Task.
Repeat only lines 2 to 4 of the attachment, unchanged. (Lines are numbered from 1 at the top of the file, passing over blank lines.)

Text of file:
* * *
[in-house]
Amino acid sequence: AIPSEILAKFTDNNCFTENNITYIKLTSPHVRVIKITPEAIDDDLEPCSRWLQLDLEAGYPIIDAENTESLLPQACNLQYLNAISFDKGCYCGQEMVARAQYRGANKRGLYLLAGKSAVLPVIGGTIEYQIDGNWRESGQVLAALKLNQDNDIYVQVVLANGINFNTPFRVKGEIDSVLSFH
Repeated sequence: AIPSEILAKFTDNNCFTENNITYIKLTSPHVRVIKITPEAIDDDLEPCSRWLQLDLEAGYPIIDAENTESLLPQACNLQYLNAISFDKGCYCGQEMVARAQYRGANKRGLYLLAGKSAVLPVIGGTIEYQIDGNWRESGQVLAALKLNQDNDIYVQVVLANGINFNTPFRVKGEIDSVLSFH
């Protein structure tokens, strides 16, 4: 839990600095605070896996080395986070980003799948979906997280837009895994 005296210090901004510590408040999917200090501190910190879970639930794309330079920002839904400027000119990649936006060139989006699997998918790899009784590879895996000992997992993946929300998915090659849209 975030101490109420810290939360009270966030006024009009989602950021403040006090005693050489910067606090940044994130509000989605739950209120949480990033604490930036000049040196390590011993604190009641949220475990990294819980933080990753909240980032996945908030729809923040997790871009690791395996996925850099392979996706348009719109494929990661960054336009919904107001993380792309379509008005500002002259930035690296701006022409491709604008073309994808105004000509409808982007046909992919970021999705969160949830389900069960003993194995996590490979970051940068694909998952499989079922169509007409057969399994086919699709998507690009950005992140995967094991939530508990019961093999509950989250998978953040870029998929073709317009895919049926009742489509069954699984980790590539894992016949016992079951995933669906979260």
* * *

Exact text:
Amino acid sequence: AIPSEILAKFTDNNCFTENNITYIKLTSPHVRVIKITPEAIDDDLEPCSRWLQLDLEAGYPIIDAENTESLLPQACNLQYLNAISFDKGCYCGQEMVARAQYRGANKRGLYLLAGKSAVLPVIGGTIEYQIDGNWRESGQVLAALKLNQDNDIYVQVVLANGINFNTPFRVKGEIDSVLSFH
Repeated sequence: AIPSEILAKFTDNNCFTENNITYIKLTSPHVRVIKITPEAIDDDLEPCSRWLQLDLEAGYPIIDAENTESLLPQACNLQYLNAISFDKGCYCGQEMVARAQYRGANKRGLYLLAGKSAVLPVIGGTIEYQIDGNWRESGQVLAALKLNQDNDIYVQVVLANGINFNTPFRVKGEIDSVLSFH
């Protein structure tokens, strides 16, 4: 839990600095605070896996080395986070980003799948979906997280837009895994 005296210090901004510590408040999917200090501190910190879970639930794309330079920002839904400027000119990649936006060139989006699997998918790899009784590879895996000992997992993946929300998915090659849209 975030101490109420810290939360009270966030006024009009989602950021403040006090005693050489910067606090940044994130509000989605739950209120949480990033604490930036000049040196390590011993604190009641949220475990990294819980933080990753909240980032996945908030729809923040997790871009690791395996996925850099392979996706348009719109494929990661960054336009919904107001993380792309379509008005500002002259930035690296701006022409491709604008073309994808105004000509409808982007046909992919970021999705969160949830389900069960003993194995996590490979970051940068694909998952499989079922169509007409057969399994086919699709998507690009950005992140995967094991939530508990019961093999509950989250998978953040870029998929073709317009895919049926009742489509069954699984980790590539894992016949016992079951995933669906979260």